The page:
Detroit • Elmore Leonard, the beloved crime novelist whose acclaimed best-sellers and the movies made from them chronicled the violent deaths of many a thug and conman, has died. He was 87.
Leonard, winner of an honorary National Book Award in 2012, died Tuesday morning at his home in Bloomfield Township, a suburb of Detroit, from complications of a stroke he suffered a few weeks ago, said his researcher, Gregg Sutter. Leonard was surrounded by family when he died, Sutter said.
His millions of fans, from bellhops to Saul Bellow, made all of his books since "Glitz" (1985) best-sellers. When they flocked to watch John Travolta in the movie version of "Get Shorty" in 1995, its author became the darling of Hollywood’s hippest directors. And book critics and literary lions, prone to dismiss crime novels as mere entertainments, competed for adjectives to praise him.
His more than 40 novels were populated by pathetic schemers, clever conmen and casual killers. Each was characterized by moral ambivalence about crime, black humor and wickedly acute depictions of human nature: the greedy dreams of Armand Degas in "Killshot," the wisecracking cool of Chili Palmer in "Get Shorty," Jack Belmont’s lust for notoriety in "The Hot Kid."
"When something sounds like writing, I rewrite it," Leonard often said — and critics adored the flawlessly unadorned, colloquial style. As author Ann Arensberg put it in a New York Times book review, "I didn’t know it was possible to be as good as Elmore Leonard."
Leonard spent much of his childhood in Detroit and set many of his novels in the city. Others were set in Miami near his North Palm Beach, Fla., vacation home.
One remarkable thing about Leonard’s talent is how long it took the world to notice. He didn’t have a best-seller until his 60th year, and few critics took him seriously before the 1990s.
He had some minor successes in the 1950s and ‘60s in writing Western stories and novels, a couple of which were made into movies. But when interest in the Western dried up, he turned to writing scripts for educational and industrial films while trying his hand at another genre: crime novels.
The first, "The Big Bounce," was rejected 84 times before it was published as a paperback in 1969. Hollywood came calling again, paying $50,000 for the rights and turning it into a movie starring Ryan O’Neal, that even Leonard called "terrible."
He followed up with several more well-written, fast-paced crime novels, including "Swag" (1976). Leonard was already following the advice he would later give to young writers: "Try to leave out the parts that people skip."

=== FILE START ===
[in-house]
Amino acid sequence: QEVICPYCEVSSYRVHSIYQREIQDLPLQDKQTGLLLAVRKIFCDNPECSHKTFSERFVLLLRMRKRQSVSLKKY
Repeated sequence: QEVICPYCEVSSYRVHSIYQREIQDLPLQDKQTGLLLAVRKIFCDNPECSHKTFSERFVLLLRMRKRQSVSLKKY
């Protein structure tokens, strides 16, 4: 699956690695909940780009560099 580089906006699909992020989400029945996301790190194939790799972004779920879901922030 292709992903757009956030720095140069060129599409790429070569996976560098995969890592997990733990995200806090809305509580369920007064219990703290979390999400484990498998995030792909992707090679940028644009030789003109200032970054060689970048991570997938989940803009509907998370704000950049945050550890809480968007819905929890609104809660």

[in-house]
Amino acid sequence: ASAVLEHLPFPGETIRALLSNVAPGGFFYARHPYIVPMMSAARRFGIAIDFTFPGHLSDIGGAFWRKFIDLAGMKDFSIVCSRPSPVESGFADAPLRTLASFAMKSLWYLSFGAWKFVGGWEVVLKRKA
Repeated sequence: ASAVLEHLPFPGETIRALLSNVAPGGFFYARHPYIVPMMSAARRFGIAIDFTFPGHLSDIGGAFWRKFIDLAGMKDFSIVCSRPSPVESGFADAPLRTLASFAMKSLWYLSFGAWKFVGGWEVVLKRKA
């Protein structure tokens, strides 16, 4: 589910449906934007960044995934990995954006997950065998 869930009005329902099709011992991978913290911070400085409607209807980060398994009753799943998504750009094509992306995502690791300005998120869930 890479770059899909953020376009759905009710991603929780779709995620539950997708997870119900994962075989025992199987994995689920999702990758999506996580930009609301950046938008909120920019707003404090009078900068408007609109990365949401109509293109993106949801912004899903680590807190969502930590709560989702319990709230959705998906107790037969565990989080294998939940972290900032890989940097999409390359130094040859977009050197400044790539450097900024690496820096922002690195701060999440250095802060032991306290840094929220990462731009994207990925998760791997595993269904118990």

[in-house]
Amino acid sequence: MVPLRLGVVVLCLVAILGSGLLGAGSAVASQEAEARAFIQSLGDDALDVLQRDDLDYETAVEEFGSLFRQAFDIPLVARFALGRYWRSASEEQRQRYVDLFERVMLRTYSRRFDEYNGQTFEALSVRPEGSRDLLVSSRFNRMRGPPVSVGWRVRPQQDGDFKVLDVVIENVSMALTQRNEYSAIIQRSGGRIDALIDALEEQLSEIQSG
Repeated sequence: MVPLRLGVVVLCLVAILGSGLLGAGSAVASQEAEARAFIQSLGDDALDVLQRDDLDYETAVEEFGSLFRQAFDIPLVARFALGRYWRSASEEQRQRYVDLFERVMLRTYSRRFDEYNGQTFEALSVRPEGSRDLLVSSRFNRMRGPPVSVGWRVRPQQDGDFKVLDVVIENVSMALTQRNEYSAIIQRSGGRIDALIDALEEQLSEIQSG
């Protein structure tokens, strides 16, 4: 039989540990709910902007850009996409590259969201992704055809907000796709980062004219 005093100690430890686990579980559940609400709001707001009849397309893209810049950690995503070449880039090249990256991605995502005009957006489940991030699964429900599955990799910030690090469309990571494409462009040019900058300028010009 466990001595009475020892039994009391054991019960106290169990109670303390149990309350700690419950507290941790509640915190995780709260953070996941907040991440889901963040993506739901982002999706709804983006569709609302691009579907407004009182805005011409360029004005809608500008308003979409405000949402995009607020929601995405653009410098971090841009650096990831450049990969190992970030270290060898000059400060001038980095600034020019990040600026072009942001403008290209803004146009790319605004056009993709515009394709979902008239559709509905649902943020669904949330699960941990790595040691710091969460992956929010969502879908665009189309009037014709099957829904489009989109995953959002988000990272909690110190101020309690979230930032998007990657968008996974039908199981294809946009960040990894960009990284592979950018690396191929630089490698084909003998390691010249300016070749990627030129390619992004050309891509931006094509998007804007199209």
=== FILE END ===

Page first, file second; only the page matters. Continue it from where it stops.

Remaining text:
In 1978, he was commissioned to write an article about the Detroit Police Department. He shadowed the police officers for nearly three months. Starting with "City Primeval" in 1980, his crime novels gained a new authenticity, with quirky but believable characters and crisp, slangy dialogue. But sales remained light.
Donald I. Fine, an editor at Arbor House, thought they deserved better, and he promised to put the muscle of his publicity department behind them. He delivered: In 1985, "Glitz," a stylish novel of vengeance set in Atlantic City, became Leonard’s first best-seller.
Leonard never looked back.
Hollywood rediscovered him, churning out a succession of bad movies including the humorless "51 Pick-up" starring Roy Scheider. Its director, John Frankenheimer, failed to capture the sensibilities of Leonard’s work, and his ear missed the clever dialogue.
It took Barry Sonnenfeld to finally show Hollywood how to turn a Leonard novel into a really good movie. "Get Shorty" was the first to feel and sound like an Elmore Leonard novel.
Then Quentin Tarantino took a turn with "Rum Punch," turning it into "Jackie Brown," a campy, Blaxploitation-style film starring Pam Grier. But Steven Soderbergh stayed faithful to Leonard’s story and dialogue with "Out of Sight."
Writing well into his 80s, Leonard process remained the same.
He settled in at his home office in Bloomfield Township, Mich., around 10 a.m. behind a desk covered with stacks of paper and books. He lit a cigarette, took a drag and set about to writing — longhand, of course — on the 63-page unlined yellow pads that were custom-made for him.
When he finished a page, Leonard transferred the words onto a separate piece of paper using an electric typewriter. He tried to complete between three and five pages by the time his workday ended at 6 p.m.
"Well, you’ve got to put in the time if you want to write a book," Leonard told The Associated Press in 2010 of the shift work that was befitting of his hometown’s standing as the nation’s automotive capital.
Leonard had sold his first story, "Trail of the Apache," in 1951, and followed with 30 more for such magazines as "Dime Western," earning 2 or 3 cents a word. At the time, he was working in advertising, but he would wake up early to work on his fiction before trudging off to write Chevrolet ads.Next Page >
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